(This piece is respectfully dedicated to both David Lunde Sanchez and Elizabeth Binion. David is an artist I met online. He lives in Norway and draws some of the most delightful and intriguing pictures and comics I have ever seen. You can see David’s art at his tumblr here and read his comic “Under the Weather” here. I am lucky enough to own a few of his original drawings and they are treasures. David and I corresponded a bit online about these Radiant Bestiary pieces, and his kindness and encouragement were a big part of what got this project off the ground. I mentioned some of the things I wanted to paint, and he told me that Antlions were one of his favorite things. I hope this piece makes him smile. Liz is someone I am very close to from long ago, and we recently reconnected. She came to visit my wife and I just a few days ago, and as I stayed up very late waiting for her to arrive - she had to drive in from quite far away - I finished painting this piece. Every time I look at this painting, I’ll remember that sense of excitement as I waited to see Liz again for the first time in 20 years. Also, she is still every bit as wonderful, beautiful and amazing as she was 20 years ago.)
“We found that four of the pesticides most commonly found in beehives kill bee larvae,” said Jim Frazier, professor of entomology, Penn State. “We also found that the negative effects of these pesticides are sometimes greater when the pesticides occur in combinations within the hive. Since pesticide safety is judged almost entirely on adult honeybee sensitivity to individual pesticides and also does not consider mixtures of pesticides, the risk assessment process that the Environmental Protection Agency uses should be changed.”
Wanyi Zhu, Daniel R. Schmehl, Christopher A. Mullin, James L. Frazier. Four Common Pesticides, Their Mixtures and a Formulation Solvent in the Hive Environment Have High Oral Toxicity to Honey Bee Larvae. PLoS ONE, 2014; 9 (1): e77547 DOI: 10.1371/journal.pone.0077547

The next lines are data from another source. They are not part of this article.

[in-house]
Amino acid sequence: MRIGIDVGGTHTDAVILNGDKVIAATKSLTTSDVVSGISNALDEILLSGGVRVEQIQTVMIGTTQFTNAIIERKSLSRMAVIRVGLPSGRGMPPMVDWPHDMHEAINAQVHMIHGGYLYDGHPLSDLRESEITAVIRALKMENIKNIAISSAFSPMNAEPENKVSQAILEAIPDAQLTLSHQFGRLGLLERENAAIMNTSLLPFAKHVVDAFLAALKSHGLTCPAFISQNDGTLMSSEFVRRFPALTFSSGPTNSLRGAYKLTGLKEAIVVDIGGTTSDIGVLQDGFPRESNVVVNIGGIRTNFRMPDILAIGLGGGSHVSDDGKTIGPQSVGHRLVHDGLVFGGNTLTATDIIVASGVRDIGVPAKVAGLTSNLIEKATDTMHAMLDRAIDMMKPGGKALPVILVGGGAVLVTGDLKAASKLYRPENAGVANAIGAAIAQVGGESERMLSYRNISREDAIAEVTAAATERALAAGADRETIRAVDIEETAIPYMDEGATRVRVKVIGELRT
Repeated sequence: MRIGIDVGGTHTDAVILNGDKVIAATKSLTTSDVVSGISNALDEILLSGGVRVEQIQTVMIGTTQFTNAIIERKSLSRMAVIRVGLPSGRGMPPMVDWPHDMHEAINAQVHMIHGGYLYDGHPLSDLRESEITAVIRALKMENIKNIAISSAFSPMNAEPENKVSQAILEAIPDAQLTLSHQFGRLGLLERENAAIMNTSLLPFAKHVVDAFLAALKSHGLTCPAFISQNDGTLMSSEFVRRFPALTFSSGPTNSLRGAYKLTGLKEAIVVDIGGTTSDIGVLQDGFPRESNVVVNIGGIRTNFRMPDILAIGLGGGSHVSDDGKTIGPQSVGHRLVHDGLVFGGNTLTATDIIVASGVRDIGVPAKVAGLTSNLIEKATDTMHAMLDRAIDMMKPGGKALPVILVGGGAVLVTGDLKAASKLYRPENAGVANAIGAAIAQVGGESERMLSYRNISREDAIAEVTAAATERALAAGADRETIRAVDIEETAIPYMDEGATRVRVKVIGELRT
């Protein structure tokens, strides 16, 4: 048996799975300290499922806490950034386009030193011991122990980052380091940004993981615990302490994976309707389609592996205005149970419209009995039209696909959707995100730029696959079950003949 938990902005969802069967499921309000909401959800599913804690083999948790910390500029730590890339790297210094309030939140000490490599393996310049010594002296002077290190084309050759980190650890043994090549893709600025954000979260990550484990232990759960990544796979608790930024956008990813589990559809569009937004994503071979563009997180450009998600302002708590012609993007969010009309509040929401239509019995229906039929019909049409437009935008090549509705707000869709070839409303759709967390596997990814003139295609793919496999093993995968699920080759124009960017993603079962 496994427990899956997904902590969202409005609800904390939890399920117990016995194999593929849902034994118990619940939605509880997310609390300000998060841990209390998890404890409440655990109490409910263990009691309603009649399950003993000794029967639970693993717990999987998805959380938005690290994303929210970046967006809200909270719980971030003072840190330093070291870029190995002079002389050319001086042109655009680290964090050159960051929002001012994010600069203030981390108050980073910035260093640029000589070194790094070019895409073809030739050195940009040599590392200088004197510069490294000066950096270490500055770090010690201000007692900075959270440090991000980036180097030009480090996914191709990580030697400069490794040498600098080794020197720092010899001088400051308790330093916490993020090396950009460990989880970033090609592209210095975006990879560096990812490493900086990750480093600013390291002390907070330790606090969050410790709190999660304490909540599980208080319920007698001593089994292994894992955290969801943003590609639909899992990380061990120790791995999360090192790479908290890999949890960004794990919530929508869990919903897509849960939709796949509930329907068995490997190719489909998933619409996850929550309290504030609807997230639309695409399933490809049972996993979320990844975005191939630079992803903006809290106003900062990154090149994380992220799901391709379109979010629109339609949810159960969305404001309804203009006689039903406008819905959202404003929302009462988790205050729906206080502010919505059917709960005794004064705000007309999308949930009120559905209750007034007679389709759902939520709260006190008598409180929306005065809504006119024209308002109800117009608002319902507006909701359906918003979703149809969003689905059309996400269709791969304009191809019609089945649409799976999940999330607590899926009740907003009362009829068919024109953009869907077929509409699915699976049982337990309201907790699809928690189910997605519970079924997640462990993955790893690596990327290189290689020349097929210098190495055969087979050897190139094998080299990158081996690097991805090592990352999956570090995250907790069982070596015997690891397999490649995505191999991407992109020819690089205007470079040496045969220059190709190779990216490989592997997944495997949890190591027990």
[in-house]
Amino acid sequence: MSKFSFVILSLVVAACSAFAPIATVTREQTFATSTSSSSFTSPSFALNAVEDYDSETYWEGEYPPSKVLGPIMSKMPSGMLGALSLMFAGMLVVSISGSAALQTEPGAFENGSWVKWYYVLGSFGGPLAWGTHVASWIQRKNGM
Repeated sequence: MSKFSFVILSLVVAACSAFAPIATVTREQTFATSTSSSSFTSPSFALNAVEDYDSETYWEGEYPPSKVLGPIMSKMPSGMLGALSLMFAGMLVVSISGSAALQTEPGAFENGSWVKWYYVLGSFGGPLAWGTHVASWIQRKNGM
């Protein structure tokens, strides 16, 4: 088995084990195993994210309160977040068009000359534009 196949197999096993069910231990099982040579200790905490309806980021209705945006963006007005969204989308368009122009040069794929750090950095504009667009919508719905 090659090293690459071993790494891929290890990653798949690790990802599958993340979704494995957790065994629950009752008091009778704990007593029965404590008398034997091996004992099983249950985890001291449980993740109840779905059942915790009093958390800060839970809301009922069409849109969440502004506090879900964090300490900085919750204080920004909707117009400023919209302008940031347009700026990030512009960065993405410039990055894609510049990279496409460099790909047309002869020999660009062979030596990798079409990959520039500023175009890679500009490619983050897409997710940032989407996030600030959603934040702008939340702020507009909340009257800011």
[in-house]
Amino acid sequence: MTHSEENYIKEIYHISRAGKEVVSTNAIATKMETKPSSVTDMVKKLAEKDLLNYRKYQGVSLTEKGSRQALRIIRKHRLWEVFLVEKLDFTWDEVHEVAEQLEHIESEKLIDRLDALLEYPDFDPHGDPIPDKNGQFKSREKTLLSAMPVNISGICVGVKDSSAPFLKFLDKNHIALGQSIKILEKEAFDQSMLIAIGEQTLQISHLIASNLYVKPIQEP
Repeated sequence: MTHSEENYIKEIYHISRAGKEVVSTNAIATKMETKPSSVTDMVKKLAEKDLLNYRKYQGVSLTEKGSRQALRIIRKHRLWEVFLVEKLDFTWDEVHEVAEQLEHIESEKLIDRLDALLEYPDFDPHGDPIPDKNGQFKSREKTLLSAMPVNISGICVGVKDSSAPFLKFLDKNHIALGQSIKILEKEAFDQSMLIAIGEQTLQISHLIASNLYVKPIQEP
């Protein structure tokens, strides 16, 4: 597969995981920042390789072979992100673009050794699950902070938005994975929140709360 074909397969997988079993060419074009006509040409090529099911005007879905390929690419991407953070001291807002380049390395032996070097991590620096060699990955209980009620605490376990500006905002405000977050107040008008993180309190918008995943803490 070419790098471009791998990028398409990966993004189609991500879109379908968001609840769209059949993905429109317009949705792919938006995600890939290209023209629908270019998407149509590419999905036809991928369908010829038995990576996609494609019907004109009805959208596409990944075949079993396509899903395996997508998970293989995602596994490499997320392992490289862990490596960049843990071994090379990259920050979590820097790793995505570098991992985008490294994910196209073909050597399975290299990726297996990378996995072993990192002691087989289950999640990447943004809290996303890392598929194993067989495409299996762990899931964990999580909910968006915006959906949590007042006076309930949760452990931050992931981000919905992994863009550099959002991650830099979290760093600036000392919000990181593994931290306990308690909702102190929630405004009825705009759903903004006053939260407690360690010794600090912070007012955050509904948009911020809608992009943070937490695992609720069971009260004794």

Bee feeding larva in the hive. Credit: Maryann Frazier/Penn State
Eucharitid wasps are parasitic of many different species of ants. Eucharitid larvae will attach themselves to foraging ants, who unknowingly bring them back to the colony. Once there, the wasp larvae feed on ant larvae until they develop into adult wasps.
These whitefly larvae produce white waxy secretions in the form of sturdier scales and long filaments. The ring pattern on the leaf is made by the adult whiteflies as they lay their eggs in a spiral fashion on a bed of a similar waxy material. In this image, those eggs have hatched (hence the larvae) but the marks from the egg trail remain.
A spiralling whitefly is not a fly but a true bug, a member of the order Hemiptera who all feed on liquid food via stylets, modified tubular mouthparts. To confuse the matter further, adult whiteflies resemble tiny moths, with four wings covered by a white dusting of mealy material that resembles the wing scales in butterflies and moths.
Most swordfish grow to be about 3 meters (9.8 feet) in length and some get even bigger still, but when they first hatch from their eggs they’re only about 4 millimeters long. These itty-bitty larvae grow at an astonishing rate, feeding on a diet of other fish larvae and zooplankton, reaching a length of up to 39 inches (3.25 feet) during their first year of life.